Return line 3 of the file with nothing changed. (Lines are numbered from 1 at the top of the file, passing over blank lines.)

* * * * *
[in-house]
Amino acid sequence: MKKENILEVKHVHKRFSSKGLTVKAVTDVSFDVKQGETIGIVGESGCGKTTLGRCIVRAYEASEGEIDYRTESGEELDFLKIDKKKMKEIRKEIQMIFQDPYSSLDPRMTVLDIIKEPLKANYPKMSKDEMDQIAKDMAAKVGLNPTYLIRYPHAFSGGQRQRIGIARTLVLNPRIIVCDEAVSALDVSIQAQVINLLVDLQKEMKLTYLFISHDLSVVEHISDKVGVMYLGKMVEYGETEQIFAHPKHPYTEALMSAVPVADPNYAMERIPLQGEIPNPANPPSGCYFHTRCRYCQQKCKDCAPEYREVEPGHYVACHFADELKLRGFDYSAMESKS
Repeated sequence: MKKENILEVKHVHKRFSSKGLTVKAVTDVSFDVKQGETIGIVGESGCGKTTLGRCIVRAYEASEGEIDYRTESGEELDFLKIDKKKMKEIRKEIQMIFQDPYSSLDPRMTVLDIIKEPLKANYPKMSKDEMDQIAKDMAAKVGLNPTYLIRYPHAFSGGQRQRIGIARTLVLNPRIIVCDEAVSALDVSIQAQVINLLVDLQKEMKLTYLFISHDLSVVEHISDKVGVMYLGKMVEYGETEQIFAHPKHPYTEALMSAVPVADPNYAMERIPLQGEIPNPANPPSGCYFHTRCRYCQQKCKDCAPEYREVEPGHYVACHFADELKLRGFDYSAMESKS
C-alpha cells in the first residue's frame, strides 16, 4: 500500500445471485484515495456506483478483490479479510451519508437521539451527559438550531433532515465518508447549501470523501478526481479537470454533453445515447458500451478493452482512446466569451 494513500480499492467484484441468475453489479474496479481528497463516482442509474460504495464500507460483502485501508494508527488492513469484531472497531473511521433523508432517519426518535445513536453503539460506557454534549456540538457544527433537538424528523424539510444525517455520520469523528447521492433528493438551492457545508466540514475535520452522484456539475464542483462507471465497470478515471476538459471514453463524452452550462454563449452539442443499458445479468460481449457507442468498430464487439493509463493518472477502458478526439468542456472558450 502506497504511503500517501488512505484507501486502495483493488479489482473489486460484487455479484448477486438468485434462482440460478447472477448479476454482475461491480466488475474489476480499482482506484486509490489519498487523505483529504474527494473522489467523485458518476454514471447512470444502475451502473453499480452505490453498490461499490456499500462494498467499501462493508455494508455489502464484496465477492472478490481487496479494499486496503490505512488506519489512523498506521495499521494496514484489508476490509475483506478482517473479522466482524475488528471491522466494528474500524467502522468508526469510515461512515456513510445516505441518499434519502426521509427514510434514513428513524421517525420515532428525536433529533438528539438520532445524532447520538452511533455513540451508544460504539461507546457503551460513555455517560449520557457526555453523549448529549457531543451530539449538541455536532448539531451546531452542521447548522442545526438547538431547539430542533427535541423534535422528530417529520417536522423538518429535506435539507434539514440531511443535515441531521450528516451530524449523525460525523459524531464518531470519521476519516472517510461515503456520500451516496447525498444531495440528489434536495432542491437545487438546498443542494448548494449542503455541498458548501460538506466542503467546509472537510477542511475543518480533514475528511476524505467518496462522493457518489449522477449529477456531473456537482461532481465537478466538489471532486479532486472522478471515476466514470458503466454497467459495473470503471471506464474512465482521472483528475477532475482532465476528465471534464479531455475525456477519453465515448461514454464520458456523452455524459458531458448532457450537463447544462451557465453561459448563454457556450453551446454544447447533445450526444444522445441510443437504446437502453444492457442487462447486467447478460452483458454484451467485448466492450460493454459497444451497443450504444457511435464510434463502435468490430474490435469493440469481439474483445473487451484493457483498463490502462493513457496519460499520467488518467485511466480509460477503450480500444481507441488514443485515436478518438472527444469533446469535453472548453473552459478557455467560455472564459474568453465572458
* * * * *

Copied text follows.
Repeated sequence: MKKENILEVKHVHKRFSSKGLTVKAVTDVSFDVKQGETIGIVGESGCGKTTLGRCIVRAYEASEGEIDYRTESGEELDFLKIDKKKMKEIRKEIQMIFQDPYSSLDPRMTVLDIIKEPLKANYPKMSKDEMDQIAKDMAAKVGLNPTYLIRYPHAFSGGQRQRIGIARTLVLNPRIIVCDEAVSALDVSIQAQVINLLVDLQKEMKLTYLFISHDLSVVEHISDKVGVMYLGKMVEYGETEQIFAHPKHPYTEALMSAVPVADPNYAMERIPLQGEIPNPANPPSGCYFHTRCRYCQQKCKDCAPEYREVEPGHYVACHFADELKLRGFDYSAMESKS